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Horseshoe Crabs
Ways of Seeing: The Practice of Observation in Natural History and Art - A conversation with photographer Lynn Alleva Lilley
An interdisciplinary artist, photographer Lynn Alleva Lilley’s recent photobook Deep Time, presents the mysterious life and world of the ancient Atlantic horseshoe crab, Limulus polyphemus. Learning that the oldest fossil relative of the horseshoe crab lived 445 million years ago led her to consider “deep time,” a geological concept relating to the vast amount of time since the earth was formed, approximately 4.5 billion years ago. Join Lynn and former NHI Executive Director Tom Fleischner in a webinar conversation about our human impact on the earth and understanding deep time in the present, and about how science, poetry, and photography go together in her work.

Dec 2, 2021 05:30 PM in Arizona

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Lynn Alleva Lilley
At the core of Lynn Alleva Lilley’s photography is a strong connection to nature and place. Her creative process is inspired by poetry, music, painting, and science, and she has a particular interest in the photobook as a uniquely intimate way of presenting her photographs. She received a Bachelor of Science degree in Biology and a Master of Arts degree in International Studies. Ms. Alleva Lilley began as a self-taught photographer more than 25 years ago and later studied with photographer Terri Weifenbach, who became an important mentor. Born in Washington, DC, Lynn currently lives in Silver Spring, MD.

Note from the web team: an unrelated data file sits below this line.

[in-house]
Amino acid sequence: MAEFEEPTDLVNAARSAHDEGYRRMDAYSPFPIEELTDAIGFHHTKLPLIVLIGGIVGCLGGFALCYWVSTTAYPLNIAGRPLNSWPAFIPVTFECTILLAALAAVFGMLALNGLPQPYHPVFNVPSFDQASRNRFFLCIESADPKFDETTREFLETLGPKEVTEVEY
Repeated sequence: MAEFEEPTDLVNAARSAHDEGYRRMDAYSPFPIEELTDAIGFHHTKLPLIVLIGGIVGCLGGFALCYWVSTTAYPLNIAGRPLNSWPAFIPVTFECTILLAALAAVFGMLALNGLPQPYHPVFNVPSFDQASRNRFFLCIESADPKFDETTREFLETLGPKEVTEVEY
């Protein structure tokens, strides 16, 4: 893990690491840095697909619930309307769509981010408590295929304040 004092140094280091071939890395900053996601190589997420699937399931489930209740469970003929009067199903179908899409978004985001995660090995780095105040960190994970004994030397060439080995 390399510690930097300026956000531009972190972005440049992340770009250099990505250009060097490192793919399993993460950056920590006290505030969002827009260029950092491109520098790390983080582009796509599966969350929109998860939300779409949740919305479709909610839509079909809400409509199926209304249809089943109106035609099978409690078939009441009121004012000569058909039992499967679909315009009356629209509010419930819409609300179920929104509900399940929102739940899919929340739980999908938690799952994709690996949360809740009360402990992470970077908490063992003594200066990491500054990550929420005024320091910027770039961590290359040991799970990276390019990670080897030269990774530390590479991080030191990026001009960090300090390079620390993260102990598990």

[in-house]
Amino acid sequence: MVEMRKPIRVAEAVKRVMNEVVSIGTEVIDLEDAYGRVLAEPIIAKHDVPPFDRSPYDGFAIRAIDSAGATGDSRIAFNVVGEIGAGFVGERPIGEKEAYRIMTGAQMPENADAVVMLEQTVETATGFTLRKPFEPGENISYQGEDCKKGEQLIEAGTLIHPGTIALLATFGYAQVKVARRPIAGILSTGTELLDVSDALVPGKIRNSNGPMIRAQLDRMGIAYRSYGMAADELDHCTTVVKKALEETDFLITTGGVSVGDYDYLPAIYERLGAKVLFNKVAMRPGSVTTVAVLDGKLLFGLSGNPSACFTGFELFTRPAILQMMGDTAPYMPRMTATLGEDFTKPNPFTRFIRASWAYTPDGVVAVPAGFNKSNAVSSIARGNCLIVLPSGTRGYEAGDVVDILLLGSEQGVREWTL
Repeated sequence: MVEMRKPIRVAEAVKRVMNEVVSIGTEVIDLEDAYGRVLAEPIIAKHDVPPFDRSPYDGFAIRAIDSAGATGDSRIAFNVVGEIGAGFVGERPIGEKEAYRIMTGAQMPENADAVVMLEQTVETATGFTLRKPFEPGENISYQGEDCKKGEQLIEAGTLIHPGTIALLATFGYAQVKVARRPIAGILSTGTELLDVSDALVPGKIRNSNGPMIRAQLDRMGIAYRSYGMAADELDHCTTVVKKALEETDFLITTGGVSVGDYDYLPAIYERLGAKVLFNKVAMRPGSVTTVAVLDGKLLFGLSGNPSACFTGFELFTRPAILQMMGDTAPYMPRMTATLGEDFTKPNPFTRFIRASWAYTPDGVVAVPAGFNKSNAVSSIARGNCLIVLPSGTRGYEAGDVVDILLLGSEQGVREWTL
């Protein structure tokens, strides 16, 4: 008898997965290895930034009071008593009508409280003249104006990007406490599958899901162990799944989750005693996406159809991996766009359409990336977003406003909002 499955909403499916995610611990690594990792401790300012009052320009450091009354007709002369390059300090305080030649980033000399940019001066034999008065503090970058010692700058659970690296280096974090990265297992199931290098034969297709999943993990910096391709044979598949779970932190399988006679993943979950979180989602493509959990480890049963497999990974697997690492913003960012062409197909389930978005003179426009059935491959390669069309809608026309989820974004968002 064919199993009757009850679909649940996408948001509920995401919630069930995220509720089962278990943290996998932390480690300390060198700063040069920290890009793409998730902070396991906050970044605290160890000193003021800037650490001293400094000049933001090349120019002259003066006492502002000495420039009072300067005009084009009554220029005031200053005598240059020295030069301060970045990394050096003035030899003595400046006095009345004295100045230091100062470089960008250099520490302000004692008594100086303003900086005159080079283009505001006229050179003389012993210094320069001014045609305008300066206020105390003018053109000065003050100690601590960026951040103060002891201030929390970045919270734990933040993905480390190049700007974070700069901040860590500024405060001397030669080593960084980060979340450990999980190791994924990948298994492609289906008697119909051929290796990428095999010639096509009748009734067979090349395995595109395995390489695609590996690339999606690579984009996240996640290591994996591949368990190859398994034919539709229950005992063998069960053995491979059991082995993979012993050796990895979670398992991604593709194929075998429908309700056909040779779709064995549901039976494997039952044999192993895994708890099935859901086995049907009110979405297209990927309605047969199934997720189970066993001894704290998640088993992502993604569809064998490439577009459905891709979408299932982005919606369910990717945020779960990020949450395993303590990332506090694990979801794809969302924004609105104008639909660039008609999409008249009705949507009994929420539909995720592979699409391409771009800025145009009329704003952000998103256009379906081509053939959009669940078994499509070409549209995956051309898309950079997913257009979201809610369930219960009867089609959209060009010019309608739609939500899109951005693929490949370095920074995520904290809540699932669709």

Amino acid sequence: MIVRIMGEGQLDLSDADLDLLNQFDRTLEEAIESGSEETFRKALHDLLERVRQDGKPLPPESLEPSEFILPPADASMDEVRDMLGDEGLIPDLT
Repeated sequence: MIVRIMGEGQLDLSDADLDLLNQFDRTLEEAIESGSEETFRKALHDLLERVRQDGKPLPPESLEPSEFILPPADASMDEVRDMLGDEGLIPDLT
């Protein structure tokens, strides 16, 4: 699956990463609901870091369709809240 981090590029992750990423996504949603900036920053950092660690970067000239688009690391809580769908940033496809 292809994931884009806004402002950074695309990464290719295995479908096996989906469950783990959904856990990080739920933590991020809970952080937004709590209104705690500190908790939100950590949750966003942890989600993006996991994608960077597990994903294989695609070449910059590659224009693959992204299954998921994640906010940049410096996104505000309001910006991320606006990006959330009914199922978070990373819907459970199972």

Tom Fleischner
TOM FLEISCHNER is the former Executive Director of the Natural History Institute, Faculty Emeritus at Prescott College, Past Chair of the Natural History Section of the Ecological Society of America, and a Fellow of the Linnean Society of London. He is the editor of "Nature, Love, Medicine: Essays On Wildness and Wellness" and "The Way of Natural History," and author of two other books and numerous articles.